The iconic Big Mac sandwich was introduced nationally by McDonald’s in 1967. It was the creation of a Pittsburgh franchisee who offered it on the menu as a response to the very similar “Big Boy” sandwich offered by the competing Big Boy restaurant chain.

20 Compensating reduction of greenhouse gas emissions : CARBON OFFSET (hiding “BONO”)

Irish singer Bono is a Dubliner who was born Paul David Hewson. As a youth, Hewson was given the nickname “Bono Vox” by a friend, a Latin expression meaning “good voice”, and so the singer has been known as Bono since the late seventies. His band’s first name was “Feedback”, later changed to “The Hype”. The band members searched for yet another name and chose U2 from a list of six names suggested by a friend. They picked U2 because it was the name they disliked least …

Greenhouse gases are those that absorb and emit infrared radiation, meaning that they act as an insulator for our planet. The most abundant greenhouse gases in the atmosphere are water vapor, carbon dioxide and methane. Levels of carbon dioxide in the atmosphere have increased by about 40% since 1750, and levels of methane have increased over 150% in the same time frame.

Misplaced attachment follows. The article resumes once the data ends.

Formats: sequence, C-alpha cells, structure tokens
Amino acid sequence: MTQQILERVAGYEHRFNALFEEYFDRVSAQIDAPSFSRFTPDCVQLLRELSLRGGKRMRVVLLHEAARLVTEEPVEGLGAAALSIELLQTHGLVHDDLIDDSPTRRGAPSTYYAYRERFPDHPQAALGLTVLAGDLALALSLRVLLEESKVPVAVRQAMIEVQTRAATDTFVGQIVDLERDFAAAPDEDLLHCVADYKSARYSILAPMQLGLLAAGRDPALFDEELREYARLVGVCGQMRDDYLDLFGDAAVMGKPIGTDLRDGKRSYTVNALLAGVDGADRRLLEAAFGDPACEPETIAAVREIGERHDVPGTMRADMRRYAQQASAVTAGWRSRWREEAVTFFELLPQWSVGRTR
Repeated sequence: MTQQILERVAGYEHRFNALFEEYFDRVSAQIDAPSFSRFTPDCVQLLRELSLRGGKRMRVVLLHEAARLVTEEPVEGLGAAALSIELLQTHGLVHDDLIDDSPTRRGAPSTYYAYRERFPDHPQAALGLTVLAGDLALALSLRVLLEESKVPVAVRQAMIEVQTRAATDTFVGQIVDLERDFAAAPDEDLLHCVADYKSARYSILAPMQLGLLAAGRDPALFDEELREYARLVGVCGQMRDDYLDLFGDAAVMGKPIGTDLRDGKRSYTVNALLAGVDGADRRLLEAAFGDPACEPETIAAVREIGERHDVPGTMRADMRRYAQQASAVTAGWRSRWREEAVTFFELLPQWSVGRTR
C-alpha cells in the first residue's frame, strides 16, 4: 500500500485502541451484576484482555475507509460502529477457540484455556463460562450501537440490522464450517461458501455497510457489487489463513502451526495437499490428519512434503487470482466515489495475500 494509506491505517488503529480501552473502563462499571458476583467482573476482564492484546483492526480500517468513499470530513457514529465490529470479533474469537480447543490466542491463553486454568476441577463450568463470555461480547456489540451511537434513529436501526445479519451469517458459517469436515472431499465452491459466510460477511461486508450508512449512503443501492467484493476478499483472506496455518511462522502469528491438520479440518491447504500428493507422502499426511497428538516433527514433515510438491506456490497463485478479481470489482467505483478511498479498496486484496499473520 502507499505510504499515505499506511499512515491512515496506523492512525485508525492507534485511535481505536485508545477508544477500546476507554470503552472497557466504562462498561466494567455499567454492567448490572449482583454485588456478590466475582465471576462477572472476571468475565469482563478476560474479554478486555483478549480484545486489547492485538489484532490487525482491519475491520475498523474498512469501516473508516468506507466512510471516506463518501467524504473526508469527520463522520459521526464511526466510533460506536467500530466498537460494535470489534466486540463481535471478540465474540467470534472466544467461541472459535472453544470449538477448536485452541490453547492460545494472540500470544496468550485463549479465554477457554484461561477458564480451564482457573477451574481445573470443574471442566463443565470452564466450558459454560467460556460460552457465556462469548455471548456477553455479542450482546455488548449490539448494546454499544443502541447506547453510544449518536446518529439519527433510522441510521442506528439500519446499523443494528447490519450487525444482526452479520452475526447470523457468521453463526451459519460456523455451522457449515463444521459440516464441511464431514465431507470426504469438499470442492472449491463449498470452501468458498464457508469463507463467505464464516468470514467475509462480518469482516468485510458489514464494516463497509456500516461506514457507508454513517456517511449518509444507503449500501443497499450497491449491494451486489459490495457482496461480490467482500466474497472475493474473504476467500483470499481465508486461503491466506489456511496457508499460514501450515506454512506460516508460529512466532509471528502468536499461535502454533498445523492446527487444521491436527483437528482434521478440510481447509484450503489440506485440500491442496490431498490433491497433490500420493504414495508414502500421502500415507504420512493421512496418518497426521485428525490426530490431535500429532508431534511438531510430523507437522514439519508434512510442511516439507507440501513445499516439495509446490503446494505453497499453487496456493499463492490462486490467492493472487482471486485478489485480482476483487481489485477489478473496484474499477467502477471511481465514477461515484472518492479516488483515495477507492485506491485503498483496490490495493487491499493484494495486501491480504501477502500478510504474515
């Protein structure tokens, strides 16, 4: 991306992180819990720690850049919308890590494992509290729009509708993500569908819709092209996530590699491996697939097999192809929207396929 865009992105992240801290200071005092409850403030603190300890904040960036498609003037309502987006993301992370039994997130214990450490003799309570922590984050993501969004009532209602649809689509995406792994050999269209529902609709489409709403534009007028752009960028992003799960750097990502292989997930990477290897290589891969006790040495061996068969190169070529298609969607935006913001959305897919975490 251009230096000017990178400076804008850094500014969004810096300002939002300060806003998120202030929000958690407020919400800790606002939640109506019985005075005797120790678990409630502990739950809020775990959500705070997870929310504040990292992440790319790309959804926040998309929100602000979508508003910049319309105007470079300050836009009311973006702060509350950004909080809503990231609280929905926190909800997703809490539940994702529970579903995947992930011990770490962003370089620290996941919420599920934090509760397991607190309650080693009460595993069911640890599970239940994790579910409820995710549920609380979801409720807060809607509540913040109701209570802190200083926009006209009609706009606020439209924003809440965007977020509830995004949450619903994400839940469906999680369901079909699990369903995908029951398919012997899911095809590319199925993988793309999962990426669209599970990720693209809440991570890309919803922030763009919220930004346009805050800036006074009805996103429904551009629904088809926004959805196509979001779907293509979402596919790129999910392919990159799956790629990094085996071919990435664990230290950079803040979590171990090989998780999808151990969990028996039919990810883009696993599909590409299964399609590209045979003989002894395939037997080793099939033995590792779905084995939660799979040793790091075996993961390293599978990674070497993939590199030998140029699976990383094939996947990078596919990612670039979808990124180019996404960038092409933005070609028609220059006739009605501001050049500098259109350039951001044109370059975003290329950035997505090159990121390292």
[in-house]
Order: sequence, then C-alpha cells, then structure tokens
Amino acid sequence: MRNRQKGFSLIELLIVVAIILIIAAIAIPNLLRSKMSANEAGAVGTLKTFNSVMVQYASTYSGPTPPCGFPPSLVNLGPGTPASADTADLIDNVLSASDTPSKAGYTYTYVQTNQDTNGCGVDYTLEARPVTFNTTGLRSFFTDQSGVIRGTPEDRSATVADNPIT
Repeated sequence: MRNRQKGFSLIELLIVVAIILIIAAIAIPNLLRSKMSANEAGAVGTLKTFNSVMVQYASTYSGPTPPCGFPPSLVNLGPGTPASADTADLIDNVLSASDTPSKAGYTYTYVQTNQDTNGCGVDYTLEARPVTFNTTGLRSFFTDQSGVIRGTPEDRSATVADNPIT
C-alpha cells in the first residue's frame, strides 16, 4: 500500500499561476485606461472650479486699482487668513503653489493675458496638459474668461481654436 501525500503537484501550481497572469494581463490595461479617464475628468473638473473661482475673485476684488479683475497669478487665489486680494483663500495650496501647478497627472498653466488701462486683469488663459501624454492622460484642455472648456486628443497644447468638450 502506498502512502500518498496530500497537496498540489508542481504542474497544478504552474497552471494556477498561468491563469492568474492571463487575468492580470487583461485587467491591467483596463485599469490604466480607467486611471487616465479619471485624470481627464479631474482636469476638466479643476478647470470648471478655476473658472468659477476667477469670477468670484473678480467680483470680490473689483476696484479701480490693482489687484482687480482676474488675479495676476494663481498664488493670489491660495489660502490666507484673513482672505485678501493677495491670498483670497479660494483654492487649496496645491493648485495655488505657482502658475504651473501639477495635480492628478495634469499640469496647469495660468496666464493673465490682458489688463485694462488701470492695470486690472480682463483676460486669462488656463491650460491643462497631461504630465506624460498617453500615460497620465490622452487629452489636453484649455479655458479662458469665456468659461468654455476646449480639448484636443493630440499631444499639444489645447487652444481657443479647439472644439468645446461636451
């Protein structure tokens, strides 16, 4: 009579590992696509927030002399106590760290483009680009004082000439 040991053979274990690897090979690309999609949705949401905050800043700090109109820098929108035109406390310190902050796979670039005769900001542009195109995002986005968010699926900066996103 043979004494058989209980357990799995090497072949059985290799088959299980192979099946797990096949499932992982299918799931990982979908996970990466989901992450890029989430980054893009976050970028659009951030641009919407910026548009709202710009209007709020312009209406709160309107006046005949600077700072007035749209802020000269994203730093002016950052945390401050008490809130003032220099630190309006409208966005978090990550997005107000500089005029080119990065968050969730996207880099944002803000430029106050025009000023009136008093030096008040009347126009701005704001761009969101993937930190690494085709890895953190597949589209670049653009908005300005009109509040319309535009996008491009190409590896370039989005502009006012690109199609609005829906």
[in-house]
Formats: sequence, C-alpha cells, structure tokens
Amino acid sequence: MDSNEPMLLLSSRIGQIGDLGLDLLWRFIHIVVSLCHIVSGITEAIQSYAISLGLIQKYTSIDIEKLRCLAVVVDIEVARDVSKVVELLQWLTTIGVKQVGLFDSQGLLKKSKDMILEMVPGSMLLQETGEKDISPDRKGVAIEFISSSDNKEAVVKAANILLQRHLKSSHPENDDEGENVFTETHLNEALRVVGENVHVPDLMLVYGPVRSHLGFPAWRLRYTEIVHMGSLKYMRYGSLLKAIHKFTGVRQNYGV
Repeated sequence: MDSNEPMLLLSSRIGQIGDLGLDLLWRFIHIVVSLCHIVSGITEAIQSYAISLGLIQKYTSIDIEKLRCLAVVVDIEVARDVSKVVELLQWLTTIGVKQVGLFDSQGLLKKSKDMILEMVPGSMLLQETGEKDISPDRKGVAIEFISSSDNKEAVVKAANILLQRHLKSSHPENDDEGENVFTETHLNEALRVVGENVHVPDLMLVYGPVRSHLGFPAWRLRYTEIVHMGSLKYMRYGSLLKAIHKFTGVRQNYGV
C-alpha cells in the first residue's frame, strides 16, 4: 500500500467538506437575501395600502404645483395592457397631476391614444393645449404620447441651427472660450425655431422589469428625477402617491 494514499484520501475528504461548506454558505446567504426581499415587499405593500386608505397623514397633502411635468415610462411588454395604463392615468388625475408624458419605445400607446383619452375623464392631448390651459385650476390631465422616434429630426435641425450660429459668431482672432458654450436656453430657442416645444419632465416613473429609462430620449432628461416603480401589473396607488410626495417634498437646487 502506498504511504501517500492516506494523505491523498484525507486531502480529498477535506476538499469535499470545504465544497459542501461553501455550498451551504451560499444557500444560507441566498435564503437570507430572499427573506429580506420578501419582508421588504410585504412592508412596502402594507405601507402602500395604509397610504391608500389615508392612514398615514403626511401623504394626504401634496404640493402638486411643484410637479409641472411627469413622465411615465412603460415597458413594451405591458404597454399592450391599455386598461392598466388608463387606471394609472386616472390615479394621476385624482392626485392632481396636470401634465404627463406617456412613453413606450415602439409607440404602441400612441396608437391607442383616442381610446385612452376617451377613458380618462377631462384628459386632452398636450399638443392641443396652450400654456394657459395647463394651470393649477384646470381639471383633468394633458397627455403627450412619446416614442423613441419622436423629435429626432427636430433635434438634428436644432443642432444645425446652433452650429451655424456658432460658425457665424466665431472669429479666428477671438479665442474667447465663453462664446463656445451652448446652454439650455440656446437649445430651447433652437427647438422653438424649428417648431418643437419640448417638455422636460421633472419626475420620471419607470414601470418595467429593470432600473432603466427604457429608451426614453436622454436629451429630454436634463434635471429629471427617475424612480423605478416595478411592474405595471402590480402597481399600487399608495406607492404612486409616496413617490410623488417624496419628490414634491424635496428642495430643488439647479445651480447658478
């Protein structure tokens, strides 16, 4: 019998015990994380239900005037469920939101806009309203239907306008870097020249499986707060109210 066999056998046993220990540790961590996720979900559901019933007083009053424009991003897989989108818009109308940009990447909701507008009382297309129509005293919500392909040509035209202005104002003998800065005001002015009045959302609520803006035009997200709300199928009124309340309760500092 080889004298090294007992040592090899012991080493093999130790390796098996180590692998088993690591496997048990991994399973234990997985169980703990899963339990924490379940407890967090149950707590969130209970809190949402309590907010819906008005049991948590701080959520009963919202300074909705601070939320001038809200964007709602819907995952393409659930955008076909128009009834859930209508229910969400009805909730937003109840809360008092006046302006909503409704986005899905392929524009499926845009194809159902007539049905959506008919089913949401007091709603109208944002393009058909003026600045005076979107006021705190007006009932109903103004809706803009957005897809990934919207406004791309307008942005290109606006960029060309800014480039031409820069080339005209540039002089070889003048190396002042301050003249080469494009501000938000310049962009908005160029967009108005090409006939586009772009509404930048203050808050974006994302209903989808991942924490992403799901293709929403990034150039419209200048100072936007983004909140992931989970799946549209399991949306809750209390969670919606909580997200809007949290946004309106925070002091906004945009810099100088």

24 Bedouin stopping points : OASES

An isolated area of vegetation in a desert is called an oasis (plural “oases”). As water is needed for plant growth, an oasis might also include a spring, pond or small lake. We often use the term “oasis” more generally to describe a haven, a place of rest.

Bedouin tribes are Arab ethnic groups that predominantly live in the Middle East, in desert areas. Bedouin tribes tend to be nomadic, not settling permanently in one location.

28 Loops in, in a way : CCS